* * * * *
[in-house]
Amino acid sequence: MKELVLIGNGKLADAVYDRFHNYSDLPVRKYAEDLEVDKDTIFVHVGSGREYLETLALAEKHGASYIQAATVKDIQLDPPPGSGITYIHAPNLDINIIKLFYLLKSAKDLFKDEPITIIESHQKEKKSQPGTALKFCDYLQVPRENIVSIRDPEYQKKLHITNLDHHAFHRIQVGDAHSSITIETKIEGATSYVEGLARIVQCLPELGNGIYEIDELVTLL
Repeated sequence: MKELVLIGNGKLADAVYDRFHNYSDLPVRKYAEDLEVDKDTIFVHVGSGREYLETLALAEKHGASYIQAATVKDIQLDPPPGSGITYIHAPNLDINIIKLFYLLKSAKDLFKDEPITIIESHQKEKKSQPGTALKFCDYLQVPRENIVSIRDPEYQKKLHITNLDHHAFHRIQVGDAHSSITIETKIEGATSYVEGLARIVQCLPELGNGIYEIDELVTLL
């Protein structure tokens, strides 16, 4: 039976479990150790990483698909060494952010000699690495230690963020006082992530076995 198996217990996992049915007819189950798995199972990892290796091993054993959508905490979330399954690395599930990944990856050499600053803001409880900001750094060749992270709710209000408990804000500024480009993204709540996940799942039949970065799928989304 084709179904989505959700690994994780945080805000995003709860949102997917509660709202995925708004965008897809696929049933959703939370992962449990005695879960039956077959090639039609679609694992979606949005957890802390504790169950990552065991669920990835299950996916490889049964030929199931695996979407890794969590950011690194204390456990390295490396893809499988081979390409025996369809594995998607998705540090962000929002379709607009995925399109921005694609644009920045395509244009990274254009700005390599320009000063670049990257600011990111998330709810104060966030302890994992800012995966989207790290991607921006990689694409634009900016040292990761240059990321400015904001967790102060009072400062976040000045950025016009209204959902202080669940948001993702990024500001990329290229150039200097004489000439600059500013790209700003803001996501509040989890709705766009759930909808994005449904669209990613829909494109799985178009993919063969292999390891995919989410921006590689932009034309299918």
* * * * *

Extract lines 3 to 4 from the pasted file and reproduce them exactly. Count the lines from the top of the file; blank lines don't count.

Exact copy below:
Repeated sequence: MKELVLIGNGKLADAVYDRFHNYSDLPVRKYAEDLEVDKDTIFVHVGSGREYLETLALAEKHGASYIQAATVKDIQLDPPPGSGITYIHAPNLDINIIKLFYLLKSAKDLFKDEPITIIESHQKEKKSQPGTALKFCDYLQVPRENIVSIRDPEYQKKLHITNLDHHAFHRIQVGDAHSSITIETKIEGATSYVEGLARIVQCLPELGNGIYEIDELVTLL
């Protein structure tokens, strides 16, 4: 039976479990150790990483698909060494952010000699690495230690963020006082992530076995 198996217990996992049915007819189950798995199972990892290796091993054993959508905490979330399954690395599930990944990856050499600053803001409880900001750094060749992270709710209000408990804000500024480009993204709540996940799942039949970065799928989304 084709179904989505959700690994994780945080805000995003709860949102997917509660709202995925708004965008897809696929049933959703939370992962449990005695879960039956077959090639039609679609694992979606949005957890802390504790169950990552065991669920990835299950996916490889049964030929199931695996979407890794969590950011690194204390456990390295490396893809499988081979390409025996369809594995998607998705540090962000929002379709607009995925399109921005694609644009920045395509244009990274254009700005390599320009000063670049990257600011990111998330709810104060966030302890994992800012995966989207790290991607921006990689694409634009900016040292990761240059990321400015904001967790102060009072400062976040000045950025016009209204959902202080669940948001993702990024500001990329290229150039200097004489000439600059500013790209700003803001996501509040989890709705766009759930909808994005449904669209990613829909494109799985178009993919063969292999390891995919989410921006590689932009034309299918």